Code Reviews Should Be Brutal

The goal is not to feed your ego. The goal is continuous improvement

Tate Galbraith
Feb 14 · 4 min read
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Collaborate, Evolve, and Learn to Enjoy the Process

The more communication and constructive criticism that happen in a code review, the better. You will be a better developer for it. Your colleague will become more adept at giving feedback and reading code.

In the end, you, your reviewer, and the product will benefit.

You should not be resistant to feedback on your code. This is a process that has been proven to catch bugs, produce higher-quality code, and increase the programming skill of everyone involved.

Don’t believe me?

I’m willing to bet that there has been at least one time in your history as a developer where you learned something on a CR.

Maybe your colleague left a comment and enlightened you on the use of a new function that reduced a massive 12-line block to just four.

Maybe something different happened and a senior engineer told you to expand that clever little one-liner you wrote into multiple lines for better readability.

You’re bound to learn something when getting feedback on your code — especially if you are passing your review to a more senior, experienced person.

If you’re still skeptical, check out this fantastic piece by Atlassian (the creators of Jira) on Why Code Reviews Matter.

Here are some of the benefits for everyone and everything involved in the code review process.

What benefits do you receive?

  • You get a deep, targeted analysis of your design choices by someone familiar with the codebase.
  • You get direct feedback on your syntax decisions.
  • You get advice on code efficiency with potential ways of improving it.
  • You get (at the very least) a basic analysis of code security.
  • In some cases, your working relationship will improve between you and your reviewer. You might even make a friend!
  • Peace of mind knowing that you had at least a second set of eyes on your work before it hits production.

What benefits does your reviewer receive?

  • Your reviewer gets better at reading and understanding code.
  • Your reviewer learns more about other development styles.
  • Your reviewer learns more about the codebase.
  • Your reviewer has the opportunity to collaboratively improve new or existing code.
  • Your reviewer gains more ownership and responsibility for the codebase.

What benefits does the product receive?

  • Your product receives more gatekeepers to potential bugs.
  • Your product receives well-thought-out code with optimized efficiency.
  • Your product receives (in most cases) more secure code.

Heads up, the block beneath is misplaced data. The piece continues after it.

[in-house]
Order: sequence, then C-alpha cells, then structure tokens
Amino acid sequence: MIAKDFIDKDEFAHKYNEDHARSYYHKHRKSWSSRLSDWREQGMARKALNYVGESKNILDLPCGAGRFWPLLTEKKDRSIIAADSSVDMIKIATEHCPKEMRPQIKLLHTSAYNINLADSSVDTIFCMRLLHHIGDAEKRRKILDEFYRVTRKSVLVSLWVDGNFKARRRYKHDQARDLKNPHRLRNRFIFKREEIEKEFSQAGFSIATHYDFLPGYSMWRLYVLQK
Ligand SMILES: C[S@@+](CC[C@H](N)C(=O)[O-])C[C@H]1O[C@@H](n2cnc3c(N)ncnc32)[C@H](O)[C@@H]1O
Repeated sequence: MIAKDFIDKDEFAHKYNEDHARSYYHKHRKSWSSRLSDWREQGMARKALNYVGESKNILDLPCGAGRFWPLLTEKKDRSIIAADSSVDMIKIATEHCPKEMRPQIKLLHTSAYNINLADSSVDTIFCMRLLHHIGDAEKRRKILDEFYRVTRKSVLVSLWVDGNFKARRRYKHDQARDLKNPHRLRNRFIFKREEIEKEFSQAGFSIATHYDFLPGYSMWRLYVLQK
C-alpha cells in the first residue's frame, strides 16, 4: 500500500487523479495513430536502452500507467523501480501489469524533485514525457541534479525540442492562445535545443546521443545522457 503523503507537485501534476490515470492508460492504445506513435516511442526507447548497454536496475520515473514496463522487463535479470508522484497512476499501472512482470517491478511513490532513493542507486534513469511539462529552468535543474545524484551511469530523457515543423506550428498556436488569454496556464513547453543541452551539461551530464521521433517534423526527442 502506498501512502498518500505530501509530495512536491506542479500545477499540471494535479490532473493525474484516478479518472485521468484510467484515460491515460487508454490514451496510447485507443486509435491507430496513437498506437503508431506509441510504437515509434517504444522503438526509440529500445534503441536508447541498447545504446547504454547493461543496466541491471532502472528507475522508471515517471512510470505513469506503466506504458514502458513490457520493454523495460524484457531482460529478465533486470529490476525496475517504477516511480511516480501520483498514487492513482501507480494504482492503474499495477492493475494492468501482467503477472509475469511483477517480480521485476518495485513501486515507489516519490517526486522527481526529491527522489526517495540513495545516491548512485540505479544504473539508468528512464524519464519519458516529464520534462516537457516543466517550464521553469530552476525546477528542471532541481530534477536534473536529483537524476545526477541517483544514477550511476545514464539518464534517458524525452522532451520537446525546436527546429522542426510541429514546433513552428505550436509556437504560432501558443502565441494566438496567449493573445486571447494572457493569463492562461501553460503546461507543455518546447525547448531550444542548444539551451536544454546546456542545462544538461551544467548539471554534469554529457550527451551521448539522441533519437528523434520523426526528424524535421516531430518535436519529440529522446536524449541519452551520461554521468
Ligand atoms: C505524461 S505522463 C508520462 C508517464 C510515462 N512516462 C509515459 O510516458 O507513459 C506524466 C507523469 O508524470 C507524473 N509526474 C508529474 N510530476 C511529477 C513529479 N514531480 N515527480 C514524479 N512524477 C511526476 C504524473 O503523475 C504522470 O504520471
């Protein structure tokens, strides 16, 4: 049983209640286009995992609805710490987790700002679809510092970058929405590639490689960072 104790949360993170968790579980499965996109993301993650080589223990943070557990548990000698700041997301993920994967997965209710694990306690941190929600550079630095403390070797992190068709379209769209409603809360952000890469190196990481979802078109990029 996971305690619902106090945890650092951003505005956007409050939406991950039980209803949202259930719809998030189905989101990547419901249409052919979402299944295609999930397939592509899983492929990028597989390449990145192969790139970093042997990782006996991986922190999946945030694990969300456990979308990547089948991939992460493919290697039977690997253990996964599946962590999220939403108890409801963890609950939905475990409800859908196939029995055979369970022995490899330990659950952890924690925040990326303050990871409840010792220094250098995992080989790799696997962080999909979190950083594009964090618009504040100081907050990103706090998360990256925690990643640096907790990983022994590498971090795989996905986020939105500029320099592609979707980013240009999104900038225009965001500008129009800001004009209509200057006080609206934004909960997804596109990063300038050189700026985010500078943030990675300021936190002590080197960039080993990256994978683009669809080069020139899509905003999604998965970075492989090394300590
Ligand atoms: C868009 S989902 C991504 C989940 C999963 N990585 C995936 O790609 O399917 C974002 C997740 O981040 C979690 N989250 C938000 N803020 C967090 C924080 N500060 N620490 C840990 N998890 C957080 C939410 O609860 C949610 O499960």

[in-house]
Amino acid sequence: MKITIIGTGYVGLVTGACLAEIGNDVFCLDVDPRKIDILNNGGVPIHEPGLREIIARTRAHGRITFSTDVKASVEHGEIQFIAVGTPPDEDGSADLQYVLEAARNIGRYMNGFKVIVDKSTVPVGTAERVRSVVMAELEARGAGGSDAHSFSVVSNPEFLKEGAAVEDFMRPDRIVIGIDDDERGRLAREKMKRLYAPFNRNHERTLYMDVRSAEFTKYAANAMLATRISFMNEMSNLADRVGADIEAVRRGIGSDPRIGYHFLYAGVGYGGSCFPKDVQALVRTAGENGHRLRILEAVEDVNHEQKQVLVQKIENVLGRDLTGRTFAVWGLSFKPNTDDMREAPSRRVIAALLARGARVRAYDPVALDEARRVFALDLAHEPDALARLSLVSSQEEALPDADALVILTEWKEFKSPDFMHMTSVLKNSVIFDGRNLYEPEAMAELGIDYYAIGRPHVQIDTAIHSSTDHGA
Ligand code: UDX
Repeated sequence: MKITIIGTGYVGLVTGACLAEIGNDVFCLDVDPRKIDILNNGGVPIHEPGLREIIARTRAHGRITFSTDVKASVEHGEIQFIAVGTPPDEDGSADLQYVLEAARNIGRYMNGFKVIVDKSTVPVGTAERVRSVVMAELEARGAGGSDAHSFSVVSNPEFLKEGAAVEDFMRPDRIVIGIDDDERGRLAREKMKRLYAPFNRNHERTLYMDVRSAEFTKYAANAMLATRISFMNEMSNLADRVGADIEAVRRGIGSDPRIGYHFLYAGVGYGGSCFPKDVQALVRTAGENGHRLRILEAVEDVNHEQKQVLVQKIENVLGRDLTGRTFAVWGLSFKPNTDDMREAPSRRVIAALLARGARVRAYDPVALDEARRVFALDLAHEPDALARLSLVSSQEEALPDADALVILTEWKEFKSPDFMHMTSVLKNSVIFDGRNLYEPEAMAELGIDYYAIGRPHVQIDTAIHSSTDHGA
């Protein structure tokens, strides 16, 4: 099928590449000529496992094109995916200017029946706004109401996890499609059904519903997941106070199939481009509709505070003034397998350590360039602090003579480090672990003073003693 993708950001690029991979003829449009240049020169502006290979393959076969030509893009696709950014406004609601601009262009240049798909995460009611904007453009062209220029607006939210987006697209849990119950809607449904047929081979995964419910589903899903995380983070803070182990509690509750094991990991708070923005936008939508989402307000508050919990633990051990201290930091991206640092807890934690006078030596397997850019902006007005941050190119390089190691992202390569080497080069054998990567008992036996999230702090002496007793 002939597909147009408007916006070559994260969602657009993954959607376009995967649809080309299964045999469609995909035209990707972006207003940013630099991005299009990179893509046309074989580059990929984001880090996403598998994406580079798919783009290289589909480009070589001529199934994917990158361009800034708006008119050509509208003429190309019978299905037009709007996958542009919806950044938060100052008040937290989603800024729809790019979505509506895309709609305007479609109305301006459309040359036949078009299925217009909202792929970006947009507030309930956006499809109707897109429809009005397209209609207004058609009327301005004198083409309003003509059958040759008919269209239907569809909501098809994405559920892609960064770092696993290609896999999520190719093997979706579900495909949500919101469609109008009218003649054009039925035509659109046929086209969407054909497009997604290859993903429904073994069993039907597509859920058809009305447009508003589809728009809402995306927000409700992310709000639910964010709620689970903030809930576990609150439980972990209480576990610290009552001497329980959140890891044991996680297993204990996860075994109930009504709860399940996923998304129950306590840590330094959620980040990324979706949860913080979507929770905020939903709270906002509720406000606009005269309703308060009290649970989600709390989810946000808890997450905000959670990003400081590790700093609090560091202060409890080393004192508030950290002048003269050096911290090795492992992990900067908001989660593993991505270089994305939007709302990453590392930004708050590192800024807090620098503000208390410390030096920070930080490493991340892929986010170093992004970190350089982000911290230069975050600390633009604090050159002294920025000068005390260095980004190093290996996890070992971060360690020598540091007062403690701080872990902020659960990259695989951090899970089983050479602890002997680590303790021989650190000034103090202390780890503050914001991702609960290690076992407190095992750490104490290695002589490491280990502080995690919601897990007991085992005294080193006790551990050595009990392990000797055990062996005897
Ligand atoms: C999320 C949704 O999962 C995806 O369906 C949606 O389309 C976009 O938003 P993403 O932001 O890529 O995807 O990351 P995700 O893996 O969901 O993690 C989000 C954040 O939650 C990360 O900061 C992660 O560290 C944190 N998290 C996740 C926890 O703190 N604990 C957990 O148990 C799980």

• Your product receives code that is easier to maintain.
  • Your product receives more overall ownership and visibility for different parts of the codebase.

These lists are not exhaustive. It’s unlikely you’ll see all of these benefits in every single CR. You will see some in each CR, and over time, you will begin to notice you’ve experienced almost all of them.

Also, don’t limit your code reviews to only one person. Don’t always ask the same person either. If you need a second opinion or a different part of your code requires a different engineer, then place that person on the review.


A Guideline to Live (Code) By

This leads me to an incredibly important guideline: Always place the person who is closest to the code on the review.

What does this mean?

If you are editing a section of code that some other engineer wrote, it is a good idea to put that engineer on the code review. If that person isn’t available, you move on to the next closest person — another person who touched the file or a different part of the function.

Go straight to the source (pun intended). Have a subject matter expert review the change.

Don’t place a random engineer or your best friend on the code review because it’s convenient. This might be faster, but it’s a terrible idea.

If you ask someone who is far removed from the code, they may not even understand it. They may not even be proficient in the language it is written in. This leads to a problem that may not seem like a problem: They’ll approve it. This is not what you want when you ask for a code review. You’re asking the wrong people just because you know they’ll give you a rushed, surface-level review and approve it quickly. This defeats the entire purpose of the review.


The Right Feeling

Placing the right people on the CR kicks off an intense but rewarding feedback loop process. The code enters the loop, it gets reviewed, you make changes, and repeat.

Sometimes, this feels brutal. It feels like it will never end. You just want to ship this damn feature. Keep going. Stay in the loop as long as it takes.

It should feel like this. You’re not a programming god. Your code is not perfect from inception. Stay in the feedback loop and you will end up with a much more polished, efficient, and secure piece of work.

Thank you for reading!

Better Programming

Advice for programmers.

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